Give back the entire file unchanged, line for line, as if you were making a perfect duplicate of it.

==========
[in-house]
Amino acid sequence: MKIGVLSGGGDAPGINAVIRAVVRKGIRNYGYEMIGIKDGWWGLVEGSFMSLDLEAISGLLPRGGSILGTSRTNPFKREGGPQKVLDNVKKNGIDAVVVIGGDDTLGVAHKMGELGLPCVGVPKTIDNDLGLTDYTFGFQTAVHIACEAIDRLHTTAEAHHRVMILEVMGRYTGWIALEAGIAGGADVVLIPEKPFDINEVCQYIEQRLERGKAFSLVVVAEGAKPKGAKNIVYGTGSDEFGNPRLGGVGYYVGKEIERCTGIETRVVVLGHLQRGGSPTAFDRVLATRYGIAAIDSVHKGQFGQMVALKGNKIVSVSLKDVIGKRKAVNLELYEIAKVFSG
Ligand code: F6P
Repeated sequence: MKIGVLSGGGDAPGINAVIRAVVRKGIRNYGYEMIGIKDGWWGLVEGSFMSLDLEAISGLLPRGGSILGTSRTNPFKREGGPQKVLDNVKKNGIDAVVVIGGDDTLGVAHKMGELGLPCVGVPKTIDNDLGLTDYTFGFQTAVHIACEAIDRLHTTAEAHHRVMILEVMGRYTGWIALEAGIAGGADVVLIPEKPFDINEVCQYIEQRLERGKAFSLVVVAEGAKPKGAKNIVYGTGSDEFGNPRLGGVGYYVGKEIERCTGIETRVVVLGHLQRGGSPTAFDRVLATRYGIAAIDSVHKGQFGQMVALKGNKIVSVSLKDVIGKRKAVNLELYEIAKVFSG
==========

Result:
[in-house]
Amino acid sequence: MKIGVLSGGGDAPGINAVIRAVVRKGIRNYGYEMIGIKDGWWGLVEGSFMSLDLEAISGLLPRGGSILGTSRTNPFKREGGPQKVLDNVKKNGIDAVVVIGGDDTLGVAHKMGELGLPCVGVPKTIDNDLGLTDYTFGFQTAVHIACEAIDRLHTTAEAHHRVMILEVMGRYTGWIALEAGIAGGADVVLIPEKPFDINEVCQYIEQRLERGKAFSLVVVAEGAKPKGAKNIVYGTGSDEFGNPRLGGVGYYVGKEIERCTGIETRVVVLGHLQRGGSPTAFDRVLATRYGIAAIDSVHKGQFGQMVALKGNKIVSVSLKDVIGKRKAVNLELYEIAKVFSG
Ligand code: F6P
Repeated sequence: MKIGVLSGGGDAPGINAVIRAVVRKGIRNYGYEMIGIKDGWWGLVEGSFMSLDLEAISGLLPRGGSILGTSRTNPFKREGGPQKVLDNVKKNGIDAVVVIGGDDTLGVAHKMGELGLPCVGVPKTIDNDLGLTDYTFGFQTAVHIACEAIDRLHTTAEAHHRVMILEVMGRYTGWIALEAGIAGGADVVLIPEKPFDINEVCQYIEQRLERGKAFSLVVVAEGAKPKGAKNIVYGTGSDEFGNPRLGGVGYYVGKEIERCTGIETRVVVLGHLQRGGSPTAFDRVLATRYGIAAIDSVHKGQFGQMVALKGNKIVSVSLKDVIGKRKAVNLELYEIAKVFSG